children playing

Alberta childcare operators struggling with minimum wage increase

Printer-friendly versionSend by emailPDF version
Some private operators are raising fees to afford the new $15 hourly wage
St-Onge, Josee
Publication Date: 
30 Sep 2018


Some childcare operators in Alberta are struggling to afford the latest increase to the hourly minimum wage, which was raised to $15 on Monday.

At some private daycares, operators are increasing monthly fees to compensate for the increased payroll cost.

"We have to increase their wage, and in turn, we have to increase parent fees," said Whitney Ogilvie, the director of Harvest Pointe Daycare in southeast Edmonton.

The 10-per-cent fee increase for parents represents between $70 and $100 per month, depending on the age of the child.

"It was a very high parent increase, unfortunately," Ogilvie said Monday.

Private daycare operators don't qualify for the provincial grants that are available for non-profits, she added.

"Budgets in childcare are tight," said Ogilvie. "You have to get creative with fundraising and cutting cost in certain areas, but ensuring that the children's needs are the first priority."

Other daycare operators are holding off on raising their fees, because they worry about losing business.

"There's a lot of daycares in our community," said Anne Sehager, who operates Anne's Kinder Kastle in Edmonton's Bonnie Doon neighbourhood.

Sehager has decided to keep her fees unchanged, but worries about offering competitive wages to her employees.

"New staff will come and be paid 15 bucks right away," Sehager said. " Of course, my older staff will want a raise."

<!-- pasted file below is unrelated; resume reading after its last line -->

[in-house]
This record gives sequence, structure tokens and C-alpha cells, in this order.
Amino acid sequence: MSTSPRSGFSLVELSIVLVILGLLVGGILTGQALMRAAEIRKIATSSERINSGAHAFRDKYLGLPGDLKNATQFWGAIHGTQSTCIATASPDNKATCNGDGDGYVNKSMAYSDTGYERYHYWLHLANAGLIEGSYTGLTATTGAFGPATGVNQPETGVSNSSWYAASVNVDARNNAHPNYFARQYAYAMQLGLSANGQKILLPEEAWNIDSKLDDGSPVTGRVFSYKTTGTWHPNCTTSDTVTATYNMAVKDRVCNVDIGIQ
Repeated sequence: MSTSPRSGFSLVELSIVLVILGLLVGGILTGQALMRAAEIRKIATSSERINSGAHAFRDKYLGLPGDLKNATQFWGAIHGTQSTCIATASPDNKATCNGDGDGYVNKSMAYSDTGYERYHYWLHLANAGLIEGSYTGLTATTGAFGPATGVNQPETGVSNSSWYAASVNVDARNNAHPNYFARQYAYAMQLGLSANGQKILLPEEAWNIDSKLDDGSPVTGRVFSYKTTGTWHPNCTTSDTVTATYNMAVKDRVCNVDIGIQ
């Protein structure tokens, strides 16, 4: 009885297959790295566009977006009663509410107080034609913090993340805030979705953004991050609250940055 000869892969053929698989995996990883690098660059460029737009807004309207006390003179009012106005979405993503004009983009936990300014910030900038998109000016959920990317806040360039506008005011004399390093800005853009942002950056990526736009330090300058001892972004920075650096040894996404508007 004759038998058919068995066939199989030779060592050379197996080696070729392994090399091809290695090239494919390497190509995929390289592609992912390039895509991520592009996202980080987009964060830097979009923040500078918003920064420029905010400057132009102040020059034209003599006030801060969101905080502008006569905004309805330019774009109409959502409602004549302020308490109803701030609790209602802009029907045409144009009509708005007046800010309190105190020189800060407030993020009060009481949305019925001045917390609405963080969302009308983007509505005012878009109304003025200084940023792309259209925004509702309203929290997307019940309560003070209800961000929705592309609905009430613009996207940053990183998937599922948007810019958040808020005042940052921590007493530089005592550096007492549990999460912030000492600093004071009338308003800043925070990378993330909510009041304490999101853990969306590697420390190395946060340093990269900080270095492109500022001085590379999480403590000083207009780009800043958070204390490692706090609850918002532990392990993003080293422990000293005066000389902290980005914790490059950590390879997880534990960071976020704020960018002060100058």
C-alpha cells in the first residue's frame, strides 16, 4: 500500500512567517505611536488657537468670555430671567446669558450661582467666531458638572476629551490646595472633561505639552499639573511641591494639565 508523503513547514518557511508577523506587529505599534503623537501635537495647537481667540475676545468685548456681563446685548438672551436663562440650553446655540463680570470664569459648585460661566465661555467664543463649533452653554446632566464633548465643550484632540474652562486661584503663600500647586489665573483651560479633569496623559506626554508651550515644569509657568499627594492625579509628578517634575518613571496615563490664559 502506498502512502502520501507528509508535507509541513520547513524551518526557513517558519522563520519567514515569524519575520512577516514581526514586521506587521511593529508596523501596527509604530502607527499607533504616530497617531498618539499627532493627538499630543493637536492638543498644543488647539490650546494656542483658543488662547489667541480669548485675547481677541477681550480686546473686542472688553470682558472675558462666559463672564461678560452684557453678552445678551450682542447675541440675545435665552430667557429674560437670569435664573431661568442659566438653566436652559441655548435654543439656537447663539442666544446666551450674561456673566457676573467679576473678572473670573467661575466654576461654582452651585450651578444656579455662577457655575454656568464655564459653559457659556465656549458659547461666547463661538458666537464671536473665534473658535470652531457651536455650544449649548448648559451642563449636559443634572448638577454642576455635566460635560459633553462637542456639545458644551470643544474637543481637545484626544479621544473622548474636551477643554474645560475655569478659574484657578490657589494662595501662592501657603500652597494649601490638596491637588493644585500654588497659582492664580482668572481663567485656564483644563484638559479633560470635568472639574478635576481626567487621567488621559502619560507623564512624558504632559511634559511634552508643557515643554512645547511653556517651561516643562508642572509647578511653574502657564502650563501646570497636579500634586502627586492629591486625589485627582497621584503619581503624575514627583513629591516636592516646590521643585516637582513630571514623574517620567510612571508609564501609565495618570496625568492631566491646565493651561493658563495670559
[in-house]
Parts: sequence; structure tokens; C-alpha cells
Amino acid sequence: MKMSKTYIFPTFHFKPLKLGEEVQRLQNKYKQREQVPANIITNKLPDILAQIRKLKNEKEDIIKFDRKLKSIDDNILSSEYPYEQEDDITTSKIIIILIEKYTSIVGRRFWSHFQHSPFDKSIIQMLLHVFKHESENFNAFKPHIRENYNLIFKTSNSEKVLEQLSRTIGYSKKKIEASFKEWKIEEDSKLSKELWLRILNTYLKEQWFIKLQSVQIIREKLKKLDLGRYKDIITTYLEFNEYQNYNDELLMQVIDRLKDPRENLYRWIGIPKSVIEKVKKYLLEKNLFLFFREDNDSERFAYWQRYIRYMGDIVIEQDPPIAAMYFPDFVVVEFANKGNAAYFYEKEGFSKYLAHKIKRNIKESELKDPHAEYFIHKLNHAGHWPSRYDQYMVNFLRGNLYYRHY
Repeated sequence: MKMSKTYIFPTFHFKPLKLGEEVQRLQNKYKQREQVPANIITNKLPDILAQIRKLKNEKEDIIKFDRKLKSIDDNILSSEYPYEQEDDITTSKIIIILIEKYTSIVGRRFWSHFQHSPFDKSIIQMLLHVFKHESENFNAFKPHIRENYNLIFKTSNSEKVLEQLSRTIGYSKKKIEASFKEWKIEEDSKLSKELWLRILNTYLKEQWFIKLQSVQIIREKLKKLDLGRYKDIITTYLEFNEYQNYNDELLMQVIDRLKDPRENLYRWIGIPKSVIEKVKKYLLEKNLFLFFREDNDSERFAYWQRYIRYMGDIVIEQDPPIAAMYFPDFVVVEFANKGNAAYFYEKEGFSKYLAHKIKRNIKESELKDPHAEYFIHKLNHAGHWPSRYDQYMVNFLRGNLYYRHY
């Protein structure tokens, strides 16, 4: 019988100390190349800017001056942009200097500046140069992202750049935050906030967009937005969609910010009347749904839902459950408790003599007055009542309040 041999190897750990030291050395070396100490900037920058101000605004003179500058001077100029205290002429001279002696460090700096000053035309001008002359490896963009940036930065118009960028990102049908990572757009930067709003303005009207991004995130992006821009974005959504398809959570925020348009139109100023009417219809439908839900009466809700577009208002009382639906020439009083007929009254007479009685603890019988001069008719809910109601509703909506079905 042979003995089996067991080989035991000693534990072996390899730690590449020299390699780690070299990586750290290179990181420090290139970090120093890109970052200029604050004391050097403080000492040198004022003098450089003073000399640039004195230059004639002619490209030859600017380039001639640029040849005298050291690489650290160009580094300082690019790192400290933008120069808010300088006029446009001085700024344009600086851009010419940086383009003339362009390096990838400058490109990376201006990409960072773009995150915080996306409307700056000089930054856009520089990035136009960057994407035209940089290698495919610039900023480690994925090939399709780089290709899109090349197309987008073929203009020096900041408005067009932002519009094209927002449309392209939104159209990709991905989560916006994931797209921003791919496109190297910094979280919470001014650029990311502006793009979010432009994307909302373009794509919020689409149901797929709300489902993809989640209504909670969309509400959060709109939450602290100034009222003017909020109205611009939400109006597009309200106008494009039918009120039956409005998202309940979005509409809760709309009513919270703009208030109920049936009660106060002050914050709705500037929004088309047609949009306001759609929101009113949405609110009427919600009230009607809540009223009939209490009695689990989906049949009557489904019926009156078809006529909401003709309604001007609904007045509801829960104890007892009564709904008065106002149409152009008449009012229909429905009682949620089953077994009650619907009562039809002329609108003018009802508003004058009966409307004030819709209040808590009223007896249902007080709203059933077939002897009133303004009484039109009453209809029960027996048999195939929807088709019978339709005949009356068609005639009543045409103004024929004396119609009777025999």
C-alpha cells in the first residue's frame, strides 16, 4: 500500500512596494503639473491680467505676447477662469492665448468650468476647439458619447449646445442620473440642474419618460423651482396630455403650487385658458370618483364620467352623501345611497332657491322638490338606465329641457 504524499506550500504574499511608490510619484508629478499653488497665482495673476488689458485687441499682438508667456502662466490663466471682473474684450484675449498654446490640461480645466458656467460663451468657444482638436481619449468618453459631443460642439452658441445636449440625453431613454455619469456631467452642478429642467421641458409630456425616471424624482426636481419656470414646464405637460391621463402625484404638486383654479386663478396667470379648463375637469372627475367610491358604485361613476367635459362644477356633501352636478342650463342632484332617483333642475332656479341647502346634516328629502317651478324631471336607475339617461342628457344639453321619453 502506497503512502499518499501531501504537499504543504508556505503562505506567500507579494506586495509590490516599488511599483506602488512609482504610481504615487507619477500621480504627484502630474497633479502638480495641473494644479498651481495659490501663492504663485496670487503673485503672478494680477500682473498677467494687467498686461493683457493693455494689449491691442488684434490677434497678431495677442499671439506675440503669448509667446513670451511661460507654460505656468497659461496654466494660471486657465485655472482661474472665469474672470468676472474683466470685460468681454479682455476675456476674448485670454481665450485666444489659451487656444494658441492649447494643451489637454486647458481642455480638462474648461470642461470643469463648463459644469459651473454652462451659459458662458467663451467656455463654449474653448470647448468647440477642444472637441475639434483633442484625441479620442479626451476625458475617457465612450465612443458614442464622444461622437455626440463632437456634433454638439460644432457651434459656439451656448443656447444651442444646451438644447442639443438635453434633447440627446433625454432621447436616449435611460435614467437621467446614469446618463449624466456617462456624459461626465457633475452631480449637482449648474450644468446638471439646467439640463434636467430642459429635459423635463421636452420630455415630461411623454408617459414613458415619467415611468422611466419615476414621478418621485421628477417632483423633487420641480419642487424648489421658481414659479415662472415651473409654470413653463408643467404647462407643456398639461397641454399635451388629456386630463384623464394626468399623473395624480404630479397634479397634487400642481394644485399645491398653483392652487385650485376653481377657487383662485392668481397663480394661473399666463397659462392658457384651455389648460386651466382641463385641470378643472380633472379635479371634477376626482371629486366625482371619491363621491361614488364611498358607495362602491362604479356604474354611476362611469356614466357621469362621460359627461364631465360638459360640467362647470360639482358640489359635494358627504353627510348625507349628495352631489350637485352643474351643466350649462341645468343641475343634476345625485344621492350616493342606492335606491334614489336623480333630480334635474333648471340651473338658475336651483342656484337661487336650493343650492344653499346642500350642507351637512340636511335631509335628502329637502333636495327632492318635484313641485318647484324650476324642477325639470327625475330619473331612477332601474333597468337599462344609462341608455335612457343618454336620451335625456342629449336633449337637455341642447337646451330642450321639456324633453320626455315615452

Workers will benefit

Early childhood educators will greatly benefit from a wage increase, said Nicki Dublenko, who sits on the board of the Association of Early Childhood Educators of Alberta.

The association has more than 1,000 members, mostly young women and newcomers to Canada, Dublenko said.

"They often are not able to make ends meet with the wages and salaries they are making as it is."

She said she also recognizes that daycare operators will struggle to adjust, and that parents are likely to pay the price.

"It for sure puts pressure on the centres to increase their fees, because there's no room to move," Dublenko said.

Wage top-ups haven't increased

Eligible daycare workers get a wage top-up from the Ministry of Children's Services as an incentive to stay in the profession. It varies from $2.14 to $6.02 depending on the worker's qualifications.

But the top-up wages haven't increased in decades, Ogilvie said.

"That's something that the government needs to recognize as well, since all the other costs are going up," she said.

"It's time for the government to catch up with everything else, like the cost of living."

Dublenko would like to take the conversation even further, and rethink the way childcare is funded in Alberta.

She advocates for a model where every family is entitled to childcare services no matter their income, in the same way that public schools are funded.

"Childcare is fast becoming a system in which only middle-class or high-income families can afford to purchase a childcare space."